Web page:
Child Nutrition: The effects of Child Consumerism

May 18th, 2015

By Laurel Pascal

One of the main factors that are contributing to childhood obesity in the US is the increase in food advertising to children. In 2002, it was calculated that obesity had reached epidemic levels and data had proved that 1/3 of both middle and lower class children ages 2-5 were already overweight. Processed food is the most advertised category of children’s consumer culture and has become a large reason for child obesity. Processed foods include foods that are sugary, fatty, salty, oily and made very quickly. Additionally, children are watching more television than ever before, which has increased their exposure to these processed food advertisements. Furthermore, food advertising is now popping up on kids Internet sites. Games have been created online that are centrally focused on food products. Marketers are trying to increase the amount of time that kids are exposed to their brand logos to try to sell their product and brand name. For example, Nabisco’s website includes games called the Bull’s eye station, where you try to throw darts at different snack names, and Chip Blaster, where you try to shoot chocolate chips into Chip’s Ahoy cookies. Thus, marketers are taking advantage of children’s increased use of media to get as much exposure as possible to increase sales. However, the result of these commercials has become an increase in the average child’s weight.

One of the major sources of concern in terms of child consumerism and its relation to child obesity is the successful strategies marketers use that target both kids and adults. Advertisers use a technique called the dual marketing approach in which marketers target ads to kids and try to get them hooked on the “high energy fun food” in the commercial (122), while simultaneously incorporating a message to mothers about how the product is “vitamin fortified or oat based” (122). Mothers are tricked into thinking that these seemingly healthy products are okay for their children to consume, when in fact they have enough sugar and fat to make up half a day’s worth of calories. This dual marketing strategy has been hugely successful for products such as cereal, beverages, and snacks. The commercial above for Mini Wheats is the perfect example of the dual marketing approach in action. The Mini Wheats commercial starts off by drawing the kids in through the fun talking Mini Wheat figures, which gets the children excited for the new school year. At the end of the commercial, the advertisers state that Mini Wheats are a great source of fiber and 100% whole grain. By representing a mother as dominant figure in the commercial and portraying that Mini Wheats have a source of nutrition for their kids, mothers are persuaded into buying the product for their child. However, Mini Wheats have just as much sugar and even more calories than all the other sugary cereals like Trix, Cinnamon Toast Crunch, and Frosted Flakes; thus, it is not as good of a choice as mothers think.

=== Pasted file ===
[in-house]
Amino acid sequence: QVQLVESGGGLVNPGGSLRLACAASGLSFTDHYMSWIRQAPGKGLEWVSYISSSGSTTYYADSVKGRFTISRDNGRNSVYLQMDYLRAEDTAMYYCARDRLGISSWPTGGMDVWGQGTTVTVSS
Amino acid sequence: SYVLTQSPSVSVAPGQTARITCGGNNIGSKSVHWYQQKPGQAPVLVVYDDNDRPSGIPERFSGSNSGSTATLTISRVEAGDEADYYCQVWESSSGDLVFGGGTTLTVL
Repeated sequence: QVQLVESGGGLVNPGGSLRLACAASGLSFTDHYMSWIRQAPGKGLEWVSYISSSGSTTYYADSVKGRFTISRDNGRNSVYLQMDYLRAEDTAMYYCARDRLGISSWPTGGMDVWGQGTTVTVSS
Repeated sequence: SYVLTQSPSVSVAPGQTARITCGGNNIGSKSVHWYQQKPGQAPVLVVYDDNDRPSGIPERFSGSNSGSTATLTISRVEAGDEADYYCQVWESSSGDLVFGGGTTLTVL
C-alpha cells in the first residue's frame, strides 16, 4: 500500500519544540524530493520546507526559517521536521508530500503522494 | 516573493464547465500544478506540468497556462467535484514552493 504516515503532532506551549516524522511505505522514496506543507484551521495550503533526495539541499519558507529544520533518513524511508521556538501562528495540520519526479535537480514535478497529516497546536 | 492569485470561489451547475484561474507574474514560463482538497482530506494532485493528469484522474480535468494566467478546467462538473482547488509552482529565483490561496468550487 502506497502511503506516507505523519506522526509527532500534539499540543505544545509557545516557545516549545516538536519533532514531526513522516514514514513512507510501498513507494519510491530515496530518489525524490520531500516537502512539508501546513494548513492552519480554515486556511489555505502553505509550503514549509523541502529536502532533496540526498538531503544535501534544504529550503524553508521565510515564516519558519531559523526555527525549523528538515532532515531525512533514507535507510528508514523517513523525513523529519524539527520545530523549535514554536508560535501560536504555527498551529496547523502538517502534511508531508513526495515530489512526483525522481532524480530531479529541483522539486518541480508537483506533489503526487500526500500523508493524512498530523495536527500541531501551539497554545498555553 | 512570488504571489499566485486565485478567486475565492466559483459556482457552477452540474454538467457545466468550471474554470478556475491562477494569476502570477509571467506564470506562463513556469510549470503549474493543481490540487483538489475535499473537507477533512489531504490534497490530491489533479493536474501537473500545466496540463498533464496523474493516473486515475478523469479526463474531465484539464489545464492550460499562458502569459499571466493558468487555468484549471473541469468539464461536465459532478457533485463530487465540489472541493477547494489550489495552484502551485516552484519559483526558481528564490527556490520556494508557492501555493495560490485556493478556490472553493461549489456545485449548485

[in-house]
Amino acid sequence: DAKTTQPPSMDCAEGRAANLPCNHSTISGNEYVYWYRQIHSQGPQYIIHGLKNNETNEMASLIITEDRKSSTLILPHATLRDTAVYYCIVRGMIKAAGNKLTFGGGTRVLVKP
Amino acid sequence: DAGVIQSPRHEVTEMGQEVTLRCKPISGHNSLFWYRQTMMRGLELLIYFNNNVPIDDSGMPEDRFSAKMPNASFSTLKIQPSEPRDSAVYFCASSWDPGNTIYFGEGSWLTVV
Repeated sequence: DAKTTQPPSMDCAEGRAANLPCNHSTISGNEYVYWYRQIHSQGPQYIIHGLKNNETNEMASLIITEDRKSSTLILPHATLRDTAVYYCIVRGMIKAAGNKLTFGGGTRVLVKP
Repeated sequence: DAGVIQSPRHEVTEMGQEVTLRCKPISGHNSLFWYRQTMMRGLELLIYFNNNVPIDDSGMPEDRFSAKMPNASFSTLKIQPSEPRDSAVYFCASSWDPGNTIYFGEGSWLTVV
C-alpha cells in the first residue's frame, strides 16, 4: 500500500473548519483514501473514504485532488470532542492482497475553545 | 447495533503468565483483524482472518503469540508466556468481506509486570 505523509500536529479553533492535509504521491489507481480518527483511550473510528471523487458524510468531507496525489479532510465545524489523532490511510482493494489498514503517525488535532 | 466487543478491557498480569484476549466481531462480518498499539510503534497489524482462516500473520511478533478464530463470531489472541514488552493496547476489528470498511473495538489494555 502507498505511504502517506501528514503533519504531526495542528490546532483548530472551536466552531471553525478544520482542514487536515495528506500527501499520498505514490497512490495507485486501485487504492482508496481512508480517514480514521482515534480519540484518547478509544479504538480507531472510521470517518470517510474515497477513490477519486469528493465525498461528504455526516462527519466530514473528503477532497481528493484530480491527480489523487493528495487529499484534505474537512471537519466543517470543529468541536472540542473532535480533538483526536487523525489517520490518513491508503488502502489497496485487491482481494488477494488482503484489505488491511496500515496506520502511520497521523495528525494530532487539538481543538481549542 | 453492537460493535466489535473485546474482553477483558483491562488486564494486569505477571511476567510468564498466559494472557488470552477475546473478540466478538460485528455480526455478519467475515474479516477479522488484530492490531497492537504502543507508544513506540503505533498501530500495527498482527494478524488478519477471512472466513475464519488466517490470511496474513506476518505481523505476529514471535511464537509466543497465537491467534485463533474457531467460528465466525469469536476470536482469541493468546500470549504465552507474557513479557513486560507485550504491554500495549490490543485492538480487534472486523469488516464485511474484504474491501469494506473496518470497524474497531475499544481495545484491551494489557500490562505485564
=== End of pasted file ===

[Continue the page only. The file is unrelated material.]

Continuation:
Companies have also placed toys in certain meals and cereal boxes as an added bonus to entice children into buying their product and re-emphasizing the idea of “fun food”. However, kids are exposed to many different food advertisements on daily basis. In world of constant innovation, companies are forced to create newer and better food creations in order to impress the consumers. Kids are not as easily impressed as they used to be. One worry is that through this increased drive for innovation, companies will only create even more sugary and unhealthy food inventions. This drive for newness to keep the child consumer interested could only reinforce the trend of increasingly unhealthy food offered to children.

Conclusively, studies prove that children who watch television more have much poorer nutrition habits. Parents have also confirmed that TV ads are the most prominent influence on their children in terms of the types and brands of foods they ask for. Thus, as children are exposed to media at younger and younger ages and companies feel the need to create more unhealthy products to keep the child population pleased, we will continue to have this issue with child nutrition due to the recent trends in consumer culture.

 

SOURCE: Schor, Juliet. Born to Buy: The Commercialized Child and the New Consumer. New York: Scribner, 2004.

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